7. Better Things
Network: FX
Last Week’s Ranking: 4

Take everything that was already great about Better Things and give it even more humor, pathos, daring, charm. That’s Season Two—a marvel. This week, the series continues to be a Paste Power Rankings stalwart with “Arnold Hall,” which introduces Sam’s (Pamela Adlon) difficult ex-father-in-law and memorably features her and Frankie’s (Hannah Alligood) escalating series of insults and pranks at a hilariously inappropriate bar mitvah. —Matt Brennan (Photo: Jessica Brooks/FX)

6. Transparent
Network: Amazon
Last Week’s Ranking: Honorable mention

Transparent is as messy and rangy, as prickly and strange, as the Sunday brunch that defines its Season Four premiere, unable, and unwilling, to offer a singular “angle” or obvious “take.” The latest season, ineligible after this week, is so thickly descriptive of the Pfeffermans, alone and together, that it seems more suited to the slow meting-out of the cable drama than it does the swift gulp of the binge: It is, in other words, the rich, ragged, sometimes frustrating, often sublime, always hard-to-peg series that most benefits from the rise of streaming’s “long tail”—in the absence of Amazon, it likely wouldn’t exist—and most suffers from the short cultural shelf life that comes with it, from the demand for easily assimilated pans and paeans, for bomb-throwing essays and bite-sized quick hits, for the immediate and polarizing reaction, positive or negative, that might secure one among countless stories its moment in the sun. —Matt Brennan (Photo: Amazon Prime Video)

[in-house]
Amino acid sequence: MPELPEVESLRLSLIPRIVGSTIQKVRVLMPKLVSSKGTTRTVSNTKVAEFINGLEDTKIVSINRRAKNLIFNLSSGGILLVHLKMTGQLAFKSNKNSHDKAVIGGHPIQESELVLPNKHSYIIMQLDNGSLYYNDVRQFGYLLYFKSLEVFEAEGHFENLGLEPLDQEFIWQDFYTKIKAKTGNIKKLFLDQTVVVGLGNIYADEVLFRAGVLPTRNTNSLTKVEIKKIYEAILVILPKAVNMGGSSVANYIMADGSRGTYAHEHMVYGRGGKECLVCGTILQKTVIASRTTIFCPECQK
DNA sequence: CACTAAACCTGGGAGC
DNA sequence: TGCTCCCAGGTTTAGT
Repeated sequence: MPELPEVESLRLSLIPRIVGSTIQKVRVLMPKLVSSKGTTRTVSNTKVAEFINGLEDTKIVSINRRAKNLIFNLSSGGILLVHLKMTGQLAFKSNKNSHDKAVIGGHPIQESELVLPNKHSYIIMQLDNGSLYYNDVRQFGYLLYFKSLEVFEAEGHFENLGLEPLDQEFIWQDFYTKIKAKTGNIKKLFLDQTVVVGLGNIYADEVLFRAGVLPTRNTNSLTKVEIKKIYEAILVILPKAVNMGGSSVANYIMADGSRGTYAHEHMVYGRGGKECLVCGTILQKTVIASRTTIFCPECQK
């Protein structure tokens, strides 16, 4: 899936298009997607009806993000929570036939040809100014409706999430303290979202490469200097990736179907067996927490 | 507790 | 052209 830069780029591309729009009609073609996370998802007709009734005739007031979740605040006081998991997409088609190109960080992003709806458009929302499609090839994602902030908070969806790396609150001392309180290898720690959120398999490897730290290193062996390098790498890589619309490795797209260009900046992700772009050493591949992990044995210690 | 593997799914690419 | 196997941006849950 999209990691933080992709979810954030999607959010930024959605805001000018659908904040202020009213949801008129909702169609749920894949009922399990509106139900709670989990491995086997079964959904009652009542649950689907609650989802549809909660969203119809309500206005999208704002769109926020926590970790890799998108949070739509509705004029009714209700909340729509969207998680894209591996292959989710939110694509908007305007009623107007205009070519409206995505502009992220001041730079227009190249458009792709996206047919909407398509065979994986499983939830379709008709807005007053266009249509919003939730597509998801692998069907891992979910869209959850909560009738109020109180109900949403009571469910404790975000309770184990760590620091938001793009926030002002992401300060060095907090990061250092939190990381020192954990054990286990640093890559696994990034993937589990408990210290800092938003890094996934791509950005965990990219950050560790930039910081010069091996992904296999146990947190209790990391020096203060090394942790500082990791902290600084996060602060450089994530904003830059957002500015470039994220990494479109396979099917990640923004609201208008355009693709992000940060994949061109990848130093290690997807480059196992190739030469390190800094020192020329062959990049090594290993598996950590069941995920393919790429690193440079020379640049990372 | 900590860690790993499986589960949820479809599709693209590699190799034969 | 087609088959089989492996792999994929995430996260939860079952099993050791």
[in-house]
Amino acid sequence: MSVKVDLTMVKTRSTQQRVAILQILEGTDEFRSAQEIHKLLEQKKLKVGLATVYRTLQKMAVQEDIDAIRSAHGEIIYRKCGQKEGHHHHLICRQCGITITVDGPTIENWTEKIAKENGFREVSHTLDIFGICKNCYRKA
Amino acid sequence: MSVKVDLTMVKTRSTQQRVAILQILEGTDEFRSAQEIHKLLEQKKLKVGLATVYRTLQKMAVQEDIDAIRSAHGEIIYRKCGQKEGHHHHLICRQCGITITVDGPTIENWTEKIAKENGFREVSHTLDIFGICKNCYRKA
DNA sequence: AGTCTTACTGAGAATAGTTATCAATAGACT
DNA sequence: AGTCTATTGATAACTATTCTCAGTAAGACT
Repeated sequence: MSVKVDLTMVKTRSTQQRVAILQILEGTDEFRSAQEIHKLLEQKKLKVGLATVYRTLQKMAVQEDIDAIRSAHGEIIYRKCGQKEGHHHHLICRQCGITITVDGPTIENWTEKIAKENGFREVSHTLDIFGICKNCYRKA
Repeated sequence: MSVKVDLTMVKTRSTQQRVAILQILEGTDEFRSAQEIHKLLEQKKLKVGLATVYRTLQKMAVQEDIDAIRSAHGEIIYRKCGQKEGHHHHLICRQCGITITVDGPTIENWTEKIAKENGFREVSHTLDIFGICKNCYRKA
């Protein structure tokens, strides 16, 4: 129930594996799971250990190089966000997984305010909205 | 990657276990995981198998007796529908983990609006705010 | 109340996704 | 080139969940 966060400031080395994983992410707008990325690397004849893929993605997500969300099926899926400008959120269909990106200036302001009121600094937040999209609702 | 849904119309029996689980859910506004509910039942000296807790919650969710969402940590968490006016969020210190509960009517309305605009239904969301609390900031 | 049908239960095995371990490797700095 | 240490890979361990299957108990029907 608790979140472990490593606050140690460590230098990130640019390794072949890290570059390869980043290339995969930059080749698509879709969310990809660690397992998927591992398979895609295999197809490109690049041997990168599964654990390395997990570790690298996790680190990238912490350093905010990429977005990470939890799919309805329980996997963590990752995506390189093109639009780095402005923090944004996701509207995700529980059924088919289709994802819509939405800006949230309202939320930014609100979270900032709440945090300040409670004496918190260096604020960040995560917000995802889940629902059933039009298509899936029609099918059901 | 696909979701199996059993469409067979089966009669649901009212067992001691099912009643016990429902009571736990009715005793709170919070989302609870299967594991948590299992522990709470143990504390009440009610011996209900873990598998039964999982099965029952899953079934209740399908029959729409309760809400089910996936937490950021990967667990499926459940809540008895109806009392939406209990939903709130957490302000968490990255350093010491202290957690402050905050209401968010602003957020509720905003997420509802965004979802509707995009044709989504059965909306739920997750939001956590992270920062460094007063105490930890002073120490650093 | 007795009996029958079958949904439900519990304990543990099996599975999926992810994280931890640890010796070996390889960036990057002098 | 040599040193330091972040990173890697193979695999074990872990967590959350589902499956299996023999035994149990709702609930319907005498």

5. The Good Place
Network: NBC
Last Week’s Ranking: 1